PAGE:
Οι  Νορμανδοί  υιοθέτησαν  πλήρως,  κατά  τον  10ο  αιώνα,  την  πολεμική  τέχνη  του  σιδηρόφρακτου  ιππότη  από  τους  τοπικούς  ιππείς  της  βόρειας  Γαλλίας.  Οι  τελευταίοι  την  είχαν  παραλάβει  από  τους  Αλανούς  νομάδες  που  είχαν  εγκατασταθεί  αιώνες  πριν  στην  περιοχή  και  ήταν  εν  μέρει  πρόγονοι  τους.    Η  μάχη  του  Χέιστινγκς  (1066),  η  οποία  εξασφάλισε  τη  νορμανδική  κατάκτηση  της  Αγγλίας,  κρίθηκε  από  την  πανάρχαια  νομαδική  τακτική  της  προσποιητής  υποχώρησης,  εκτελεσμένη  από  την  αριστερή  πτέρυγα  του  νορμανδικού  ιππικού.  Η  τελευταία  στελεχωνόταν  από  Βρετόνους  Κέλτες,  οι  οποίοι  είχαν  μερικώς  αλανική  καταγωγή.  Διοικητής  του  αριστερού  κέρατος  ήταν  ο  κόμης  της  Βρετάνης,  ο  Ερυθρός  Αλανός  (Alan  the  Red,  «κοκκινομάλλης»),  όνομα  χαρακτηριστικό  της  προέλευσης  του.  Σχετικά  με  τον  αναφερόμενο  κόμη,  πρέπει  να  παρατηρηθεί  ότι  οι  κινεζικές  και  οι  ευρωπαϊκές  πηγές  περιγράφουν  τους  Αλανούς  της  κεντροασιατικής  κοιτίδας  τους,  ως  έχοντες  σε  μεγάλο  ποσοστό  ξανθά  ή  κόκκινα  μαλλιά.  Ωστόσο  και  οι  Κέλτες  έχουν  συχνά  κόκκινα  μαλλιά  και  για  την  ακρίβεια  έχουν  το  μεγαλύτερο  ποσοστό  κοκκινομάλληδων  στην  Ευρώπη.



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Αναπαράσταση  ύστερων  Σαξόνων  μαχίμων.


            Οι  Ρωμαίοι  κατέκτησαν  τις  σύγχρονες  Αγγλία  και  Ουαλλία  κατά  τον  1ο  αι.  μ.Χ.  Οι  φυλές  της  Καληδονίας  (Καληδόνιοι,  Κορνάβιοι,  Ουενίκονες  κ.ά.),  η  οποία  αντιστοιχεί  στη  σύγχρονη  Ορεινή  Σκωτία  (Scottish  Highlands),  παρέμειναν  ανεξάρτητες.  Έως  τον  4ο  αι.  οι  λαοί  της  είχαν  ενσωματωθεί  στη  φυλετική  ένωση  των  Πίκτων  (Picti).  Η  ονομασία  τους  σήμαινε  τους  «βαμμένους»  στη  λατινική,  λόγω  της  κελτικής  συνήθειας  της  δερματοστιξίας  την  οποία  διατηρούσαν.  Οι  ίδιοι  αυτοαποκαλούνταν  «Κρούθνι»  (Cruthni).  Η  ρωμαϊκή  εξουσία  στη  Βρετανία  διατηρήθηκε  περισσότερο  από  τρεις  αιώνες,  ωστόσο  ο  εκλατινισμός  και  ο  εκχριστιανισμός  περιορίσθηκε  κυρίως  στις  πόλεις  και  σε  μερικές  νοτιοανατολικές  αγροτικές  περιοχές.  Η  πλειοψηφία  του  πληθυσμού  παρέμεινε  κελτική  στη  γλώσσα  και  τις  λατρείες.  Ειδικά  οι  αγροτικοί  πληθυσμοί  είχαν  επηρεασθεί  σημαντικά  από  τη  χριστιανική  αίρεση  του  Πελαγιανισμού.  Κατά  τα  τέλη  του  4ου  αι.,  η  αρχική  ρωμαϊκή  επαρχία  της  Βρετανίας  είχε  διασπασθεί  σε  τέσσερις  επαρχίες:  τη  «Μεγάλη  Καισαρησία»,  τη  «Φλαβία  Καισαρησία»,  τη  «Βρετανία  Α΄»  και  τη  «Βρετανία  Β΄».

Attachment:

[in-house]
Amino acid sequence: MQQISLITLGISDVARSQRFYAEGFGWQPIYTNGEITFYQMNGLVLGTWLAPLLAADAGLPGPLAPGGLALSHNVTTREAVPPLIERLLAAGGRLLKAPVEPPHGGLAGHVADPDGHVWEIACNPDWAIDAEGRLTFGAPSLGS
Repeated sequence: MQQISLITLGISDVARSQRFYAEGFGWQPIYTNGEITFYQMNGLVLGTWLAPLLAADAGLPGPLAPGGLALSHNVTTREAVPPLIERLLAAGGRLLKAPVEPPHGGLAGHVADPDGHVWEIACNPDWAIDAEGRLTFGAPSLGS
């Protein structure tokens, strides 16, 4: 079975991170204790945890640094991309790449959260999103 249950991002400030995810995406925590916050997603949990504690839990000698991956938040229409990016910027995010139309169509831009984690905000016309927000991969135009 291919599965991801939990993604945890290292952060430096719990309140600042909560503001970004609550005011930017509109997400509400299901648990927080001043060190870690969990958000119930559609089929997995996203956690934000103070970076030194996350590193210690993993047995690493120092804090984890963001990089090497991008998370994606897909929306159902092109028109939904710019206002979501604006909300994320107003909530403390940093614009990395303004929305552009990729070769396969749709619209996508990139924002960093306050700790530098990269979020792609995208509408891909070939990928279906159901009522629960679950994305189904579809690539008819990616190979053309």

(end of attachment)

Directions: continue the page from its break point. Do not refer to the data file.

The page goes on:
Οι  φυλές  της  Καληδονίας  και  της  Ιρλανδίας  διενεργούσαν  επιδρομές  στα  ρωμαιο-βρετανικά  εδάφη  από  αιώνες.  Οι  Ιρλανδοί  κατέφθαναν  διασχίζοντας  την  Ιρλανδική  Θάλασσα  με  τα  ελαφρά  σκάφη  τους,  τα  κελτικά  «κουρράγκς».  Οι  Καληδόνιοι-Πίκτοι  επιτίθονταν  στους  Ρωμαιο-βρετανούς  από  τη  ξηρά  και  από  τη  θάλασσα  (με  τον  ίδιο  τύπο  πλοίων).  Ανάμεσα  στους  πρώτους  και  στους  δεύτερους  παρεμβαλλόταν  μια  «ουδέτερη  ζώνη»,  μεταξύ  των  τειχών  του  Αντωνίνου  και  του  Αδριανού,  η  οποία  αντιστοιχεί  σχεδόν  στη  σύγχρονη  Πεδινή  Σκωτία  (Scottish  Lowlands).  Το  σύνορο  της  με  τη  χώρα  των  Πίκτων  (Pictland)  ακολουθούσε  περίπου  τα  σύγχρονα  «ανεπίσημα»  όρια  μεταξύ  Ορεινής  και  Πεδινής  Σκωτίας.  Οι  φυλές  αυτής  της  ζώνης  (Δαμνόνιοι,  Σελγόβες  κ.ά.)  είχαν  περάσει  για  δύο  δεκαετίες  του  2ου  αι.  υπό  άμεσο  ρωμαϊκό  έλεγχο,  ο  οποίος  είχε  φθάσει  στο  τείχος  του  Αντωνίνου.  Όταν  επαναστάτησαν,  οι  Ρωμαίοι  εκκένωσαν  την  περιοχή  και  επανέφεραν  τη  γραμμή  άμυνας  τους  στο  τείχος  του  Αδριανού.  Τελικά  κατέστησαν  τις  φυλές  της  Πεδινής  Σκωτίας  «φοιδερατικές»  (υποτελείς  συμμαχικές),  χρησιμοποιώντας  τες  ως  πρόφραγμα  έναντι  των  Καληδονίων-Πίκτων.  Ωστόσο,  η  νομιμοφροσύνη  τους  ήταν  πάντοτε  αμφίβολη  ενώ  η  βαθμιαία  αποδυνάμωση  της  Αυτοκρατορίας,  τις  οδήγησε  στη  διενέργεια  επιδρομών  στο  ρωμαιο-βρετανικό  έδαφος.

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The title really should be ‘Arthur: King, Commander, both, or neither’, but it’s not quite as catchy.

Those not au fait with the Arthurian subject and the search for an historical 5th or 6th century figure will just assume Arthur was a king. The first you might have been aware of an alternative view would be the last King Arthur film, if you saw it.

The flip side of the coin is those who do study the subject and believe he wasn’t a king because the 9th century document, the Historia Brittonum (in all its various versions), doesn’t make it sound as if he was a monarch but only a “leader of battles”.  Some will also say that the early Welsh stories of Arthur never call him a king, but as we will see, they do far more than that.

For the sake of this discussion we will assume there was a late 5th century figure called Arthur who fought at the Siege of Badon.

The main problem, as I discussed in the Arthurian poetry blog, is knowing where the battle list in Historia Brittonum originated from. If it was from a poem, whether oral or written, it may not have been made explicit within it that Arthur was a king, whether he was or not. There are examples in later mediaeval Welsh poetry where the bard extolled the virtues of his king in verse but does not say he was a king, because he knows his audience is already aware of this fact. If we didn’t have the relevant genealogies we wouldn’t know they were kings either, and could come to the conclusion that they may just have been military leaders of some kind. The same could have happened to Arthur.